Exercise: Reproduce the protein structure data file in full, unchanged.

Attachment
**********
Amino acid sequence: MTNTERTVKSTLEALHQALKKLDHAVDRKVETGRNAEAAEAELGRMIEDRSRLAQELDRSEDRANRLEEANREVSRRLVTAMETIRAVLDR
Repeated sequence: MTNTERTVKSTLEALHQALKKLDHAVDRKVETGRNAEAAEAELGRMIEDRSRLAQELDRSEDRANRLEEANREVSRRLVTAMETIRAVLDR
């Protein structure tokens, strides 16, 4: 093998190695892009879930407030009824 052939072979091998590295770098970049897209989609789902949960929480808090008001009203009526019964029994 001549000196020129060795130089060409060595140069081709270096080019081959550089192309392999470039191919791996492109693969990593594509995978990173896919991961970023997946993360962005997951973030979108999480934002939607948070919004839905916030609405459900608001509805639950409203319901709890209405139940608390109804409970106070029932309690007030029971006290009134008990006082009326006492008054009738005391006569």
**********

Amino acid sequence: MTNTERTVKSTLEALHQALKKLDHAVDRKVETGRNAEAAEAELGRMIEDRSRLAQELDRSEDRANRLEEANREVSRRLVTAMETIRAVLDR
Repeated sequence: MTNTERTVKSTLEALHQALKKLDHAVDRKVETGRNAEAAEAELGRMIEDRSRLAQELDRSEDRANRLEEANREVSRRLVTAMETIRAVLDR
């Protein structure tokens, strides 16, 4: 093998190695892009879930407030009824 052939072979091998590295770098970049897209989609789902949960929480808090008001009203009526019964029994 001549000196020129060795130089060409060595140069081709270096080019081959550089192309392999470039191919791996492109693969990593594509995978990173896919991961970023997946993360962005997951973030979108999480934002939607948070919004839905916030609405459900608001509805639950409203319901709890209405139940608390109804409970106070029932309690007030029971006290009134008990006082009326006492008054009738005391006569």